The Industrial Design program at the University of Washington, one of several undergraduate programs in the School of Art, has evolved over the past forty years. It is a professional program aimed primarily at industrial design practice in the corporate and institutional innovation sector where new technologies lead to the development of new forms of products, processes, and service from a human-centered design perspective.
The ID course of undergraduate study is an intensive program emphasizing the development of form that is derived from patterns of use, requirements for function, constraints imposed by industrial manufacturing and aesthetics driven by social context. Key aspects in this view on design are understanding the interactions between people and technology. Students are trained to identify design challenges and to envision promising strategies for design responses, communication, documentation, and organizational skills to conduct the design process from project brief to design implementation.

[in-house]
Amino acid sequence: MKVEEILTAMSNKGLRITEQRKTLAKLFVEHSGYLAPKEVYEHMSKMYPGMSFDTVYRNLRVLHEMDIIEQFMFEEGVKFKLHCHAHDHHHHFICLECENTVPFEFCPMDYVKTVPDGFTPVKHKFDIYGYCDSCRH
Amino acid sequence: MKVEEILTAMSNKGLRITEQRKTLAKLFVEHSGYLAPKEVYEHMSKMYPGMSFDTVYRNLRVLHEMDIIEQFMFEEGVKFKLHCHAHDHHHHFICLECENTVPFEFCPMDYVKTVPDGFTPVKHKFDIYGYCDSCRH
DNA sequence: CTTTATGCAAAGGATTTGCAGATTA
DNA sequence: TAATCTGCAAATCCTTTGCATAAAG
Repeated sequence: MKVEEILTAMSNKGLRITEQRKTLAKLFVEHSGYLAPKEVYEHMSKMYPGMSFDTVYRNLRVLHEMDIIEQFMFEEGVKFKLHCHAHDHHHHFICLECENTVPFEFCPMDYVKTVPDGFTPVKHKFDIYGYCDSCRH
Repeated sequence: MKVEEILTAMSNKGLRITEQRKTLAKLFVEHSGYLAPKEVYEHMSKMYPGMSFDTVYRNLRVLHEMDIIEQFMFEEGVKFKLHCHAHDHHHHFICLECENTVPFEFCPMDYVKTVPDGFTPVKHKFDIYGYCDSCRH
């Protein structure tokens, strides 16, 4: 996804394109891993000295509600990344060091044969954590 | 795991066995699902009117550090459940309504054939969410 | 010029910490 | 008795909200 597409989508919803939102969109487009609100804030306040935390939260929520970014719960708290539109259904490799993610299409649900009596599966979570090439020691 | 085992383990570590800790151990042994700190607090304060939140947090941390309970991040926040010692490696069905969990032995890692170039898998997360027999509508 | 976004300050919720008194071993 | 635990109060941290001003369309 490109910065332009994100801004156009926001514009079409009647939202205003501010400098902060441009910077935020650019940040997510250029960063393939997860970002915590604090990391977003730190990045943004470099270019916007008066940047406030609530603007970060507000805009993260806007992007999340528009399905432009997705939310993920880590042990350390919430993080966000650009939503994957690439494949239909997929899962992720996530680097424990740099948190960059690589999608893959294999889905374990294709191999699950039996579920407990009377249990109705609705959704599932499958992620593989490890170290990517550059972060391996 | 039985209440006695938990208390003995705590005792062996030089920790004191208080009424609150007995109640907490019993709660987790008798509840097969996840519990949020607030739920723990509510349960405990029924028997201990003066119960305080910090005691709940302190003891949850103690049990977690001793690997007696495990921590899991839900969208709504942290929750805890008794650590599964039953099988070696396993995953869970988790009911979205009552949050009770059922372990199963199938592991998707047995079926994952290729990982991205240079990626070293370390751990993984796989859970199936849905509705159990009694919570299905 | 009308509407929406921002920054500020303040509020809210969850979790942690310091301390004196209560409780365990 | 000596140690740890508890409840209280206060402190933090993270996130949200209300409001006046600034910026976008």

The curriculum includes all phases of design field study including ideation, scenario-building, concept selection, refinement, detailing to model-making, prototyping, testing, refining, and production. During all phases of the design process industrial designers plan for and participate in presentations and collaborative problem-solving.
“My ID education was all about problem solving and I have noticed that in practical applications as well as metaphysical ones, I continue to return to the things learned in the ID program to help me solve problems in the various fields I've pursued since graduation.”
“While my job is currently primarily product design, I find that the design way of thinking has been extremely useful in every facet of my work from constructing emails, to creating spreadsheets, to speaking to vendors or clients. Design is about solving problems in new, creative, and rational ways, which is a welcomed skill in any discipline.”